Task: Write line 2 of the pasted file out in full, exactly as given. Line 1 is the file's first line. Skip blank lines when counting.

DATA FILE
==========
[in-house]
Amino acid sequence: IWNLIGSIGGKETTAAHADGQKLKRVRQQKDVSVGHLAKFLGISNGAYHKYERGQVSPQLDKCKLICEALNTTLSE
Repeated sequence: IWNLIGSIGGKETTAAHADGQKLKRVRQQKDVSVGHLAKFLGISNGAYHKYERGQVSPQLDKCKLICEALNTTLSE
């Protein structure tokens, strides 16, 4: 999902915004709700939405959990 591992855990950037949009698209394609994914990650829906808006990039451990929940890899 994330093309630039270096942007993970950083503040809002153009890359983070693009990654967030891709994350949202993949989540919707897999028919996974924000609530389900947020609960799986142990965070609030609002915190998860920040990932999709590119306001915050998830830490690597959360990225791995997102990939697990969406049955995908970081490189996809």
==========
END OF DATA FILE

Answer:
Amino acid sequence: IWNLIGSIGGKETTAAHADGQKLKRVRQQKDVSVGHLAKFLGISNGAYHKYERGQVSPQLDKCKLICEALNTTLSE